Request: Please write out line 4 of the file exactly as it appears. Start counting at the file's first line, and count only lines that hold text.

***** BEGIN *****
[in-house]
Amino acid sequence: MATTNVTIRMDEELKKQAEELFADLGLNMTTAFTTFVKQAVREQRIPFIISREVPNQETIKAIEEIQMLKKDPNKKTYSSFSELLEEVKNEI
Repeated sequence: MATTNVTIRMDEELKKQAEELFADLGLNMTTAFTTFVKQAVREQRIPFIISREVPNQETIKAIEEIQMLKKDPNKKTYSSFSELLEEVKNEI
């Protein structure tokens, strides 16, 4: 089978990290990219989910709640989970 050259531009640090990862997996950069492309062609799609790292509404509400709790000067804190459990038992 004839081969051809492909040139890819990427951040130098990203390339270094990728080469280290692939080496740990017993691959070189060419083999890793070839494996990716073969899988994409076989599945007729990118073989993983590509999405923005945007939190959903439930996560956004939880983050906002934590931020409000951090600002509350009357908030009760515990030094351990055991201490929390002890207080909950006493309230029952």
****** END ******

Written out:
């Protein structure tokens, strides 16, 4: 089978990290990219989910709640989970 050259531009640090990862997996950069492309062609799609790292509404509400709790000067804190459990038992 004839081969051809492909040139890819990427951040130098990203390339270094990728080469280290692939080496740990017993691959070189060419083999890793070839494996990716073969899988994409076989599945007729990118073989993983590509999405923005945007939190959903439930996560956004939880983050906002934590931020409000951090600002509350009357908030009760515990030094351990055991201490929390002890207080909950006493309230029952």